What If Labor Were Not
White and Male?
Before becoming the greatest historian of race and class of his generation, Alexander Saxton was a young activist working in the railroad industry. In a lengthy article for the Daily Worker during World War II, he captured the complexity of racial discrimination among railway unions. The brotherhoods that organized railroad labor included several unions that historically had the worst records of attempting to enforce what one commentator called the “Nordic closed shop” in their crafts. By the time Saxton wrote, however, the railway unions had joined in campaigns against the poll tax and against lynching. What they avoided was agitation against “alleged” racism in their own workplaces. When the Fair Employment Practices Committee canceled hearings inquiring into discrimination in railroad employment, the unions rejoiced. Their newspaper observed that in any case, such hearings would be illegitimate if African Americans joined in the deliberations. “There should be on the Committee, ” according to Labor, “no representative of any race or special interest. ” Saxton wryly added, “Apparently white men belong to no race. ” 1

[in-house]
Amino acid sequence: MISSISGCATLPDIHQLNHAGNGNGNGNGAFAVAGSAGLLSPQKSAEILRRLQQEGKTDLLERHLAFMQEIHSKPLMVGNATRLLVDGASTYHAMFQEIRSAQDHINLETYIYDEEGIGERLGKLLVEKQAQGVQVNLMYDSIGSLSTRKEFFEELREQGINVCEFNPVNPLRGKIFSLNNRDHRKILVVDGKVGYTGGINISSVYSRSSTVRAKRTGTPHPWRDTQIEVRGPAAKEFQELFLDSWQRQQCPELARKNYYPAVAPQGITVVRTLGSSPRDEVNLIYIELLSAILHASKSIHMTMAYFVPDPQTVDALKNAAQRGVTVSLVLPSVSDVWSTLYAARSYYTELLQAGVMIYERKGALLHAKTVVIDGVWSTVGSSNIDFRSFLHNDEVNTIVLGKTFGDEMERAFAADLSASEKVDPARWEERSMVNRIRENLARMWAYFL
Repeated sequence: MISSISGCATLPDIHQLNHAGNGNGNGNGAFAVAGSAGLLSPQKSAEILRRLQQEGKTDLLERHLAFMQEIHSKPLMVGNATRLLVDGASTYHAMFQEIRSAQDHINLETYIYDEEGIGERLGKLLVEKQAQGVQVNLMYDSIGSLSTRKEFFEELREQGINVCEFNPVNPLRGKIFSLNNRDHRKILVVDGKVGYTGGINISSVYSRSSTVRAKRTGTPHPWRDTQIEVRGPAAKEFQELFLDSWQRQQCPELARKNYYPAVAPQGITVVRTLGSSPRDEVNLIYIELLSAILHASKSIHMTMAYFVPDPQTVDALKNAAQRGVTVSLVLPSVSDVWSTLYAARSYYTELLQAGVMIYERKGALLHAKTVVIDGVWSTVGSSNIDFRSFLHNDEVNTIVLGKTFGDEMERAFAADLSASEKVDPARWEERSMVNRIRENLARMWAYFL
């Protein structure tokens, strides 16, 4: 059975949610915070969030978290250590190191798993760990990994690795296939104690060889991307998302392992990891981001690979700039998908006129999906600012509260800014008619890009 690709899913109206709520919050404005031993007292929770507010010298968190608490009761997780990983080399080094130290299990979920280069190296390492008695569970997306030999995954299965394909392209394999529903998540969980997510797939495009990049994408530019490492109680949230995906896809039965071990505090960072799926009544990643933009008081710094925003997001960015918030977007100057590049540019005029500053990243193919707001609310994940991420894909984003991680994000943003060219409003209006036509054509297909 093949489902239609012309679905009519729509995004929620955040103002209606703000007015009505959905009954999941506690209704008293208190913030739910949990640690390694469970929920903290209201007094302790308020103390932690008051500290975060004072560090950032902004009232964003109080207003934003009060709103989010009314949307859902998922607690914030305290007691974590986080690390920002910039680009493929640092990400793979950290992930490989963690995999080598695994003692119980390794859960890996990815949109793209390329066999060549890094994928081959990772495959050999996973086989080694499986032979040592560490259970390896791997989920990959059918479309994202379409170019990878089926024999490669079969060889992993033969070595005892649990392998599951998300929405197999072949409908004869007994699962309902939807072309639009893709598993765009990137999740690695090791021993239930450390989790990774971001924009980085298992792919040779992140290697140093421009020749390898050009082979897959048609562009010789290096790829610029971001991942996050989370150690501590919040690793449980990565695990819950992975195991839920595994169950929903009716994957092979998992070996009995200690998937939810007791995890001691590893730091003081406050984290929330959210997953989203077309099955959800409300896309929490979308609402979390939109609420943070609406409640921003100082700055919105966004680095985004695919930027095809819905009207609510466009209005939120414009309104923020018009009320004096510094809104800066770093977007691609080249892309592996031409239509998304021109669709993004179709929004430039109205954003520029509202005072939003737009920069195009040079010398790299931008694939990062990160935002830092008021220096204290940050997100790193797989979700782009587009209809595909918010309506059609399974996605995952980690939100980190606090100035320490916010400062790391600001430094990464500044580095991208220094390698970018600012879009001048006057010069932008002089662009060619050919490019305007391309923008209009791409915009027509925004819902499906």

Bernice Anita Reed's fine 1947 study of racial “accommodation” in a West Coast aircraft factory during the second world war likewise lay bare contradictions. Using plant records and hundreds of formal interviews to reconstruct how white and Black workers “harmonized” after the latter group gained entry into wartime aircraft industry jobs, Reed found that open opposition to working with African Americans was immediate and significant, but not at all simple. Frequent voluntary